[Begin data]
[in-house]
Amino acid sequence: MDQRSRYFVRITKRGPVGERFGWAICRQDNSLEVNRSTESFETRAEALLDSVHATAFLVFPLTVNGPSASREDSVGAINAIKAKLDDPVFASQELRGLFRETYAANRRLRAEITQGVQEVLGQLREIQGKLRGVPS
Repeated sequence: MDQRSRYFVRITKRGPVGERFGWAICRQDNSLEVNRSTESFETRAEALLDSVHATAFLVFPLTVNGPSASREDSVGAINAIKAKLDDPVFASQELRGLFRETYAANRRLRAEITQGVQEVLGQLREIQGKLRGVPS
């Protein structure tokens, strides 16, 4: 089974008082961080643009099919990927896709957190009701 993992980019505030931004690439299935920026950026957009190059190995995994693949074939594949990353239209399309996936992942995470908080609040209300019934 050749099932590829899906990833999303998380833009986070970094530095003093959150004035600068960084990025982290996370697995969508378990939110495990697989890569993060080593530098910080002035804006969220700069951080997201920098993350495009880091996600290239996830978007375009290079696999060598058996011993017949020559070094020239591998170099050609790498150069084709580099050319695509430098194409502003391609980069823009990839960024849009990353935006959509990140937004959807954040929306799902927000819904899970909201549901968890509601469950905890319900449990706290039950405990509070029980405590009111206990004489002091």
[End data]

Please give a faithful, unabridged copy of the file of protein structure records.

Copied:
[in-house]
Amino acid sequence: MDQRSRYFVRITKRGPVGERFGWAICRQDNSLEVNRSTESFETRAEALLDSVHATAFLVFPLTVNGPSASREDSVGAINAIKAKLDDPVFASQELRGLFRETYAANRRLRAEITQGVQEVLGQLREIQGKLRGVPS
Repeated sequence: MDQRSRYFVRITKRGPVGERFGWAICRQDNSLEVNRSTESFETRAEALLDSVHATAFLVFPLTVNGPSASREDSVGAINAIKAKLDDPVFASQELRGLFRETYAANRRLRAEITQGVQEVLGQLREIQGKLRGVPS
């Protein structure tokens, strides 16, 4: 089974008082961080643009099919990927896709957190009701 993992980019505030931004690439299935920026950026957009190059190995995994693949074939594949990353239209399309996936992942995470908080609040209300019934 050749099932590829899906990833999303998380833009986070970094530095003093959150004035600068960084990025982290996370697995969508378990939110495990697989890569993060080593530098910080002035804006969220700069951080997201920098993350495009880091996600290239996830978007375009290079696999060598058996011993017949020559070094020239591998170099050609790498150069084709580099050319695509430098194409502003391609980069823009990839960024849009990353935006959509990140937004959807954040929306799902927000819904899970909201549901968890509601469950905890319900449990706290039950405990509070029980405590009111206990004489002091």